Detoxified Crocidolite Exhibits Reduced Radical Generation which could Explain its Lower Toxicity: ESR and Mossbauer Studies

  • M. Gulumian
  • J. A. van Wyk
  • B. Kolk
Part of the NATO ASI Series book series (volume 30)


Asbestos fibres are widely used commercially because of their insulating and friction properties. Exposure to these fibres however can produce asbestosis and cancer of the lung and mesothelium. Attempts have therefore been made to detoxify these fibres to reduce their biological toxicity but retain their desirable characteristics. One such attempt was reported by Flowers (1982). The procedure involved exposure of fibres to ferric ammonium sulfate for 30 min and then the addition of ammonium hydroxide. This modified the surface of the fibres by metal oxides to a metal micelle form of asbestos. This treatment preserved the commercial properties of the fibres but reduced their toxicity to human lung macrophages and decreased the hemolytic activity to red blood cells (Hahon et al. 1986).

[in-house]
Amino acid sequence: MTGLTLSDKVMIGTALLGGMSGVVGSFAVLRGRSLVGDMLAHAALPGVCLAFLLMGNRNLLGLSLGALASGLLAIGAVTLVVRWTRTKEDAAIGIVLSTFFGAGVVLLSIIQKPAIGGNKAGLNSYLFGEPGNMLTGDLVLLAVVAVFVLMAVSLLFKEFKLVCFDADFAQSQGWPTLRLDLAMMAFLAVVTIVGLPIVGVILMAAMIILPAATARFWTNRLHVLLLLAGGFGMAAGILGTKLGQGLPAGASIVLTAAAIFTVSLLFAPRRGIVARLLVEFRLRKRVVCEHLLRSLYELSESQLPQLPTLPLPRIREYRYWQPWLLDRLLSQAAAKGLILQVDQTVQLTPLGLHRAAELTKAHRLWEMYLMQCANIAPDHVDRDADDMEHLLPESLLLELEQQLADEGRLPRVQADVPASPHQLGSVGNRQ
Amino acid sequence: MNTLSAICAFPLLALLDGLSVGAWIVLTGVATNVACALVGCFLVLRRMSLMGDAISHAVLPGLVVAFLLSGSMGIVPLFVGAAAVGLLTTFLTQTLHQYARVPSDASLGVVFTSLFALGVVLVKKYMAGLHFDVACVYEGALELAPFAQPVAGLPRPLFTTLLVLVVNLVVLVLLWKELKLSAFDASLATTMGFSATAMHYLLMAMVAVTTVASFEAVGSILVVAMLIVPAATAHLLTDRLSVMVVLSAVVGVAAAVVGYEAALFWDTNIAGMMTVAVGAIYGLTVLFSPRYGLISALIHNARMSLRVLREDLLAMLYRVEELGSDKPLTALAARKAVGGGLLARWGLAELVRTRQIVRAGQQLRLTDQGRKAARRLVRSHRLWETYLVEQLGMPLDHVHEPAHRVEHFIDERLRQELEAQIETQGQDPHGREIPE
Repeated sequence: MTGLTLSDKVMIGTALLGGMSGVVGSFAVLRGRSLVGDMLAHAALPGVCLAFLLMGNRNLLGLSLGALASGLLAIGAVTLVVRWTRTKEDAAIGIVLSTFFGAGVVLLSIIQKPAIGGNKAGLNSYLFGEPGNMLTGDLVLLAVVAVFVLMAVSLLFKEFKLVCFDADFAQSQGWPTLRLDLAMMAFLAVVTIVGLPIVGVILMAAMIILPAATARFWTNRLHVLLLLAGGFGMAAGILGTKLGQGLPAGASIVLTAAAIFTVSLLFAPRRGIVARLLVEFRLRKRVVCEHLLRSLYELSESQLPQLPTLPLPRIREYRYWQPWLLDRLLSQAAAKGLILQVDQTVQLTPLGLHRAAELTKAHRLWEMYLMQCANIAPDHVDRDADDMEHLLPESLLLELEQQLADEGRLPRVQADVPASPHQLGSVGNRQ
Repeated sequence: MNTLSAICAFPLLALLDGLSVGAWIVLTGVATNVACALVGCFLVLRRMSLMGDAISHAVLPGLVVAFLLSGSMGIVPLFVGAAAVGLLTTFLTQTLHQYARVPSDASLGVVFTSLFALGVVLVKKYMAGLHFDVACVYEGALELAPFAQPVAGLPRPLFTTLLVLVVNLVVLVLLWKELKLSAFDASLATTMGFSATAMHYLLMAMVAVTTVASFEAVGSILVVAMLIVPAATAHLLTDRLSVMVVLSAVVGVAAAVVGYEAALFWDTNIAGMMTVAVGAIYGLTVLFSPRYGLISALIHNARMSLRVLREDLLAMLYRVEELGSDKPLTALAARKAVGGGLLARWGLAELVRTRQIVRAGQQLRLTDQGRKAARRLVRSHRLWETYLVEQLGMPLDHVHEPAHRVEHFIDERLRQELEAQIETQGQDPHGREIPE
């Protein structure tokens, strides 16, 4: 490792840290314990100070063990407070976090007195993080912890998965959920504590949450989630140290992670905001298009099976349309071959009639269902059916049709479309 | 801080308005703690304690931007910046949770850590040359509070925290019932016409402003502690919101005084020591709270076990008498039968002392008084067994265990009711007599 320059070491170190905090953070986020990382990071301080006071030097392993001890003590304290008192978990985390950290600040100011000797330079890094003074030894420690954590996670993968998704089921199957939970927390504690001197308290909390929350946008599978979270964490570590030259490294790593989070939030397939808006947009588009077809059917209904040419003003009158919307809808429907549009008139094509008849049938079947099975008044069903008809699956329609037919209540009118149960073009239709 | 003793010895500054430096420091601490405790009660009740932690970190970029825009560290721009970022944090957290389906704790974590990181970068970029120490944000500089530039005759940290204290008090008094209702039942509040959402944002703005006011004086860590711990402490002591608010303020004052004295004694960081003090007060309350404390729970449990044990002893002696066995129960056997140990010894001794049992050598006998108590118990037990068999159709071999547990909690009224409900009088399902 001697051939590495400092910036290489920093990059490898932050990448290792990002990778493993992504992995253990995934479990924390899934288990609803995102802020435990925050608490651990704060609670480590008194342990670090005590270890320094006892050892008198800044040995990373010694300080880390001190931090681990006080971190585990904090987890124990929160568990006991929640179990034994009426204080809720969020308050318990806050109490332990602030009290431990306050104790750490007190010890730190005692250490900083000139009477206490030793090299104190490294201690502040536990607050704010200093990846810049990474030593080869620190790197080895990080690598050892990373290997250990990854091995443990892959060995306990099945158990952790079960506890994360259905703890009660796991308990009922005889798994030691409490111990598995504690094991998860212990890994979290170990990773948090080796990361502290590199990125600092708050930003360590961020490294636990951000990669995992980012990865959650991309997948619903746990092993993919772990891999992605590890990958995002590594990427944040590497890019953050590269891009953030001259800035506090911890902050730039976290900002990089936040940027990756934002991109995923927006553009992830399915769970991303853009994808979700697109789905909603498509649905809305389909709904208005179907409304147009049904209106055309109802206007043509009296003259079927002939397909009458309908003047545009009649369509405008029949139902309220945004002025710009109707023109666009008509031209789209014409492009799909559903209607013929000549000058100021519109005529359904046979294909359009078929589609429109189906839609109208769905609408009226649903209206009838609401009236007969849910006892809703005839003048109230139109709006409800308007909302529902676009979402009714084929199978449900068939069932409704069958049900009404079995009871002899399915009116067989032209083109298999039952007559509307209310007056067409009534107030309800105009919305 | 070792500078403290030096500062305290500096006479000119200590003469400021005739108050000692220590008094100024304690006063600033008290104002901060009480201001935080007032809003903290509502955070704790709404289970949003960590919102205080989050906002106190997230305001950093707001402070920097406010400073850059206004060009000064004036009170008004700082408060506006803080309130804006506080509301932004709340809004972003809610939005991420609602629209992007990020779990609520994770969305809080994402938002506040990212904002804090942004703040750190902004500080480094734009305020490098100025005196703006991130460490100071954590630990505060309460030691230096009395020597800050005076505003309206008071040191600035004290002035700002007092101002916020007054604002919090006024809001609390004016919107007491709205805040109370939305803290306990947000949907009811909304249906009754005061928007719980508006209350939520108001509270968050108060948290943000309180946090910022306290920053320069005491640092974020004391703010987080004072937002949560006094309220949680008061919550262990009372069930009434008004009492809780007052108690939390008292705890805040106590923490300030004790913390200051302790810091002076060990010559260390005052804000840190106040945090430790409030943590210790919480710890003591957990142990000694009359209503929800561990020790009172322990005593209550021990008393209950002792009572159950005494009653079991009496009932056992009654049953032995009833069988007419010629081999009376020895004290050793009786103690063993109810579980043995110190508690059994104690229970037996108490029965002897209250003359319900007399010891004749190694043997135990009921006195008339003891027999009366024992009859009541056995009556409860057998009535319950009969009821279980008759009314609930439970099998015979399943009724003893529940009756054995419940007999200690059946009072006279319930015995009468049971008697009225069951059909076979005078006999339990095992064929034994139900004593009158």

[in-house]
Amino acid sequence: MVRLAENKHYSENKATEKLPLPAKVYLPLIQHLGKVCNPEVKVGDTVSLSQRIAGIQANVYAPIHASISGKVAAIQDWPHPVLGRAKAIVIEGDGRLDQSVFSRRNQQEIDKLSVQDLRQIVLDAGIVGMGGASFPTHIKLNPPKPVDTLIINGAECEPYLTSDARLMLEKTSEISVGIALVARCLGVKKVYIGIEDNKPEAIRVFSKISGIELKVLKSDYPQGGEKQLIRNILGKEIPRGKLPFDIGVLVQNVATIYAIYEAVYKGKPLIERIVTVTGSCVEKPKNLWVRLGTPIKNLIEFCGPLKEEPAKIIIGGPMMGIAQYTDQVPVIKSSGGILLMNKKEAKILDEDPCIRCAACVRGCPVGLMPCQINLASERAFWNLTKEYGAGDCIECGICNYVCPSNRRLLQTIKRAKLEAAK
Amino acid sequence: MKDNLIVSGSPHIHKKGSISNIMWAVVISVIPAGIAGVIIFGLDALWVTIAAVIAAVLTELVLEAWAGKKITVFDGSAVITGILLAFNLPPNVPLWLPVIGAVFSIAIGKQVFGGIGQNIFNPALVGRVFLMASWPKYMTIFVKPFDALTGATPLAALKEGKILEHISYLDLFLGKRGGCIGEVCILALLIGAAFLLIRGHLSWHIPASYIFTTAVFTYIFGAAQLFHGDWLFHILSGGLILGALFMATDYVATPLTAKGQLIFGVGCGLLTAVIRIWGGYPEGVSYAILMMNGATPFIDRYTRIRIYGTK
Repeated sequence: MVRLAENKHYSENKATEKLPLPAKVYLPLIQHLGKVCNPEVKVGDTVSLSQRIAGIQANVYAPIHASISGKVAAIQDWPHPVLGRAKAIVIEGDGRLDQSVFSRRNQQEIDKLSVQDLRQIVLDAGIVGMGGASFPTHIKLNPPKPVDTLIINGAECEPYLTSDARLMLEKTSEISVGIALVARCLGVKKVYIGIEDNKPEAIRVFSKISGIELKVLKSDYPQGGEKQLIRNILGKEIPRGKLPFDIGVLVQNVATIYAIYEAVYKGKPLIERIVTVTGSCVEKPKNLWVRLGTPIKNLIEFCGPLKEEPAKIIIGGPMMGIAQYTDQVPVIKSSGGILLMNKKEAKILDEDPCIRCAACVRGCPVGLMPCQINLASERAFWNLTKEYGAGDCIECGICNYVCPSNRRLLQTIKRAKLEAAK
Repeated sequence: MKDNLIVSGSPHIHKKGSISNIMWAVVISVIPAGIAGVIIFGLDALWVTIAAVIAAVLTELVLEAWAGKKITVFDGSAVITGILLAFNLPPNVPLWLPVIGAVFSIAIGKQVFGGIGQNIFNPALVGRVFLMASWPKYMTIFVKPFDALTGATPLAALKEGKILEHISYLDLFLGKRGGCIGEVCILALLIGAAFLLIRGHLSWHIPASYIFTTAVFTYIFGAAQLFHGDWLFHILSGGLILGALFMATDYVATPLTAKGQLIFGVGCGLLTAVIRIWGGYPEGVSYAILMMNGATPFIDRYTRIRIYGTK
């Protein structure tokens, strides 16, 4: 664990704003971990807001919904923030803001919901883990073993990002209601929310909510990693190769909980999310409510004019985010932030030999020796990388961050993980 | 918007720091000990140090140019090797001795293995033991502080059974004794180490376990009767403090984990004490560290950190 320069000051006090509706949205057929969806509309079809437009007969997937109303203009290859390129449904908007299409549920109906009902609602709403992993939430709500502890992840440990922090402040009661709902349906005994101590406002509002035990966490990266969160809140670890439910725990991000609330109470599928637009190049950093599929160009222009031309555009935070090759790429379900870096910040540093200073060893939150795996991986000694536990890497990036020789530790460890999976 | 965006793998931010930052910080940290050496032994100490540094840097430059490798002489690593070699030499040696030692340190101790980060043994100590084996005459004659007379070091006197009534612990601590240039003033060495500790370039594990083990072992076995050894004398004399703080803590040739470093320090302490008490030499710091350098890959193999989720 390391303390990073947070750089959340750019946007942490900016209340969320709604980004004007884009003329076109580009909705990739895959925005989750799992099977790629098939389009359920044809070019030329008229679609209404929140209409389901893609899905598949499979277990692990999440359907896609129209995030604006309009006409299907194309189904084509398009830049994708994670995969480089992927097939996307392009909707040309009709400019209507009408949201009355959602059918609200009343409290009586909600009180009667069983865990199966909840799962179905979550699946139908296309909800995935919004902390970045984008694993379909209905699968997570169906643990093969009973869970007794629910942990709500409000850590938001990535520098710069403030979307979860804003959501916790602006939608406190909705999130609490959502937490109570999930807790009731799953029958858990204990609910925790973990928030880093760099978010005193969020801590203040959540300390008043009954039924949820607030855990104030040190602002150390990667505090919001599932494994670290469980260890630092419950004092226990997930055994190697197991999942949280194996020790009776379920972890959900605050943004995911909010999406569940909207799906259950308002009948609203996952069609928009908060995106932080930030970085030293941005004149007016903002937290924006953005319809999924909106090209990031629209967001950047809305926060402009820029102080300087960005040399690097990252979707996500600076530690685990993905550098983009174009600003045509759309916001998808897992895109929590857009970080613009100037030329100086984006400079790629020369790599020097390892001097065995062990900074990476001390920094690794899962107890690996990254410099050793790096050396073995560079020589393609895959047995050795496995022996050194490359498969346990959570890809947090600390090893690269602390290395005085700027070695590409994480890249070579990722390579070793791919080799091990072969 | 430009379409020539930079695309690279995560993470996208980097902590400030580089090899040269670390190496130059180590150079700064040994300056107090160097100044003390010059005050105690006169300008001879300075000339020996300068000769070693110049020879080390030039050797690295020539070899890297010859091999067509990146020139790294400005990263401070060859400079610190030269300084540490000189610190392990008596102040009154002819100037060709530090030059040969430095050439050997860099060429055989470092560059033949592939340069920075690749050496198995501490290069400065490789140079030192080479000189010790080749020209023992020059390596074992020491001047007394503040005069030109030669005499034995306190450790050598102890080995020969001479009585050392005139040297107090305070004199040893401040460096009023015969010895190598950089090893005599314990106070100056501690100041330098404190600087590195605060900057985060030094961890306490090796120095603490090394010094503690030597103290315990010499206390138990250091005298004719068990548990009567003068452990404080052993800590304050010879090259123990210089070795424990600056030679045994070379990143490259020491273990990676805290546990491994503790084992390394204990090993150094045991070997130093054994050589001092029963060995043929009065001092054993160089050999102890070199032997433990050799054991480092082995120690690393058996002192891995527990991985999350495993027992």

Ferric Ammonium Ferric Ammonium Sulfate Untreated Fibre Crocidolite Asbestos Mossbauer Effect 
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Copyright information

© Springer-Verlag Berlin Heidelberg 1989

Authors and Affiliations

  • M. Gulumian
    • 1
  • J. A. van Wyk
    • 2
  • B. Kolk
    • 1
  1. 1.National Centre for Occupational HealthJohannesburgSouth Africa
  2. 2.Department of PhysicsUniversity of the WitwatersrandJohannesburgSouth Africa

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